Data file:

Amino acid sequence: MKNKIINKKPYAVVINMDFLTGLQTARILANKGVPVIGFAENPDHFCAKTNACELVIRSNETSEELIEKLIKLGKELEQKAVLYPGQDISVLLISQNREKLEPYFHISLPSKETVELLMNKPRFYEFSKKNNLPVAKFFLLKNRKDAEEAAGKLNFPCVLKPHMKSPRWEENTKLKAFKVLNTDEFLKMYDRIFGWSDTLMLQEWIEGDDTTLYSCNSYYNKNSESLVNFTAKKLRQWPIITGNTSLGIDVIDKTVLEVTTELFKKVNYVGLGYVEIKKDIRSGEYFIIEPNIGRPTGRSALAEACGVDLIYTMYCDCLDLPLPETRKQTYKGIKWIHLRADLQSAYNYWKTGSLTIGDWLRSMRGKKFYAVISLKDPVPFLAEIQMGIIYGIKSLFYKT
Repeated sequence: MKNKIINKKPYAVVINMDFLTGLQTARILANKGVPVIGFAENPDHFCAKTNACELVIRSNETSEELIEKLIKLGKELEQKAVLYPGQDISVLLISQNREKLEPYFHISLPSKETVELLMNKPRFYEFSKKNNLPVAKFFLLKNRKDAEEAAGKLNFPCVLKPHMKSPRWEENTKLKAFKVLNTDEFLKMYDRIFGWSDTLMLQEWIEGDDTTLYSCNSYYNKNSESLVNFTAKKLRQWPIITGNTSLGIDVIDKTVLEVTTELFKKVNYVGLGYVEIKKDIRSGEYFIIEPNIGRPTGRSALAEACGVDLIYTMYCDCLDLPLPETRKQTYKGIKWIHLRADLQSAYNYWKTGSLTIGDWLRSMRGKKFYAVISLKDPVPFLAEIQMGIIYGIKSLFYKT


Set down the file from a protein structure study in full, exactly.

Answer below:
Amino acid sequence: MKNKIINKKPYAVVINMDFLTGLQTARILANKGVPVIGFAENPDHFCAKTNACELVIRSNETSEELIEKLIKLGKELEQKAVLYPGQDISVLLISQNREKLEPYFHISLPSKETVELLMNKPRFYEFSKKNNLPVAKFFLLKNRKDAEEAAGKLNFPCVLKPHMKSPRWEENTKLKAFKVLNTDEFLKMYDRIFGWSDTLMLQEWIEGDDTTLYSCNSYYNKNSESLVNFTAKKLRQWPIITGNTSLGIDVIDKTVLEVTTELFKKVNYVGLGYVEIKKDIRSGEYFIIEPNIGRPTGRSALAEACGVDLIYTMYCDCLDLPLPETRKQTYKGIKWIHLRADLQSAYNYWKTGSLTIGDWLRSMRGKKFYAVISLKDPVPFLAEIQMGIIYGIKSLFYKT
Repeated sequence: MKNKIINKKPYAVVINMDFLTGLQTARILANKGVPVIGFAENPDHFCAKTNACELVIRSNETSEELIEKLIKLGKELEQKAVLYPGQDISVLLISQNREKLEPYFHISLPSKETVELLMNKPRFYEFSKKNNLPVAKFFLLKNRKDAEEAAGKLNFPCVLKPHMKSPRWEENTKLKAFKVLNTDEFLKMYDRIFGWSDTLMLQEWIEGDDTTLYSCNSYYNKNSESLVNFTAKKLRQWPIITGNTSLGIDVIDKTVLEVTTELFKKVNYVGLGYVEIKKDIRSGEYFIIEPNIGRPTGRSALAEACGVDLIYTMYCDCLDLPLPETRKQTYKGIKWIHLRADLQSAYNYWKTGSLTIGDWLRSMRGKKFYAVISLKDPVPFLAEIQMGIIYGIKSLFYKT